• The Christmas Market on Champs-Elysees was kind of a bust. Most of the stalls were selling stuff you could find just about anywhere. Although there were a lot of stalls selling good mulled wine.
  • You can find good Christmas decor and ornaments at the garden and flower market near Sainte Chappelle. Plus, you can easily do all of your Christmas shopping in Paris.  You’ll come home and you won’t need to worry about it!
  • You don’t get the harsh summer sunlight in your photos and nearly everything has perfect lighting. 

Okay, I think that’s it. I’ve got other posts in the works for our other trips we’ve taken (I’m working on focusing on the good things that have happened over the past year).

Oh, I should add that Nate sat with M for the return flight and I sat by myself on the other side of the plane and it was amazing.  I watched movies, napped, raised and lowered my tray table and window shade when I wanted, and sipped my drinks as slowly as I wanted. I will never again understand people when they say “OMG I have this super-long 10 hour flight. Whatever am I going to do with myself?” Um, you can do whatever the hell you want, dude. You’re by yourself.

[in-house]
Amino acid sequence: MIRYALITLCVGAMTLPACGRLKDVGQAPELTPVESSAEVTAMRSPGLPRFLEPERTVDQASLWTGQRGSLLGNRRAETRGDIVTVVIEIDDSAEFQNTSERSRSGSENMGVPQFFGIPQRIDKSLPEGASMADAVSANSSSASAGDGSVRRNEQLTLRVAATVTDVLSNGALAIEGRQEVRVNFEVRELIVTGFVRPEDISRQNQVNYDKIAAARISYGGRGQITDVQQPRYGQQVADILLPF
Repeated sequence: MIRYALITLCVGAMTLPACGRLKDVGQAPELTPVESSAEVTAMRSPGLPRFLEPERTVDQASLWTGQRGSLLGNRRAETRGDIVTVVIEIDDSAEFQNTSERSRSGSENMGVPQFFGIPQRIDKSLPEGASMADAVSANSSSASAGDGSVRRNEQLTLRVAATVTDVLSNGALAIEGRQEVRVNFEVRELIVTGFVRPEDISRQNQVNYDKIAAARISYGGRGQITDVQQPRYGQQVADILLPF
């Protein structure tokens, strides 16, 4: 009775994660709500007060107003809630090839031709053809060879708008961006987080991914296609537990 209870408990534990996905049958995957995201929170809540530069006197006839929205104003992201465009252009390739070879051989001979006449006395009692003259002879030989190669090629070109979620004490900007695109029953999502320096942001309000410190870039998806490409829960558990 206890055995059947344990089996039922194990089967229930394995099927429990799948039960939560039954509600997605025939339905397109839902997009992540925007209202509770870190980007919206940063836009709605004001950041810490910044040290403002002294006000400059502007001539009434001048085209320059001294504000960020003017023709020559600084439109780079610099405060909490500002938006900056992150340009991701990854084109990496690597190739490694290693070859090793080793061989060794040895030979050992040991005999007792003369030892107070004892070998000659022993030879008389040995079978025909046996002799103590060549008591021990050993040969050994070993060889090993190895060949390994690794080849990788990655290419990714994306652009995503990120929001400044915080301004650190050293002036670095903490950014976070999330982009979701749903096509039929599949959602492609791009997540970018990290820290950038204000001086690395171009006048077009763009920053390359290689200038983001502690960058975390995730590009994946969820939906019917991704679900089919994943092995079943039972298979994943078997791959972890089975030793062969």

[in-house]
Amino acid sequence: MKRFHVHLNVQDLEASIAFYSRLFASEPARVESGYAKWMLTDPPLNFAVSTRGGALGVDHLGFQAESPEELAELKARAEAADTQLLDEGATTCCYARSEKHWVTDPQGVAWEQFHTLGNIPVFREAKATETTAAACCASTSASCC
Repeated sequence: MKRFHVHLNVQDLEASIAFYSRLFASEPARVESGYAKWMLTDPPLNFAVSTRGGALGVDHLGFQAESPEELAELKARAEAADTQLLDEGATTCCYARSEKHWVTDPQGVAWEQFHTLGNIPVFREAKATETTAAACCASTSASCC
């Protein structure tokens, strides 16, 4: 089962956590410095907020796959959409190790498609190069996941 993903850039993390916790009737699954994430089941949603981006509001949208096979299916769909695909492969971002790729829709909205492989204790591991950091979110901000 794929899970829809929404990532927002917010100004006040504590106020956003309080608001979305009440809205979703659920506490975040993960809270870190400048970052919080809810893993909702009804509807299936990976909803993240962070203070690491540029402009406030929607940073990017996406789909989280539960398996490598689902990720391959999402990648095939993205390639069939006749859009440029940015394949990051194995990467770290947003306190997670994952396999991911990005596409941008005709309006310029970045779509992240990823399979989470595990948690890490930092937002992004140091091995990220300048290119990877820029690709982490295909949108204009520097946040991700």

Pura Vida

A few weeks ago we met up with Nate in Costa Rica.  He had one last R&R and we wanted to go someplace with a beach, but no super-long plane rides, in the same timezone as the Midwest, and Costa Rica fit the bill perfectly.

Dude, Costa Rica is AMAZING. We were in and out of the airport in less than an hour, and it was so easy to drive around and explore. We had a fricking awesome time, even though M got some stomach bug and we spent the first several days cooped up in our beach house. Thank god we had a washing machine and dryer. But this was our view, so even that wasn’t too bad.

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The view from our front porch: coconut trees and the Pacific

The house we rented was about 30 minutes west of Quepos, along the Pacific Coast.  We spent the whole time in that area, exploring literally everything the guidebook had to offer. Here are some of our favorite things we did.

Marino Ballena National Park: This is a beautiful national park with uncrowded pristine beaches. The majority of the area protected by the park is aquatic, which is pretty cool. There are several different beaches, and our favorite was Playa Pinuelas.  It was slightly protected from the open ocean so the waves weren’t too big, and we could drive up to the beach, so we brought beach chairs, sand toys, etc.

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Playa Uvita at Marino Ballena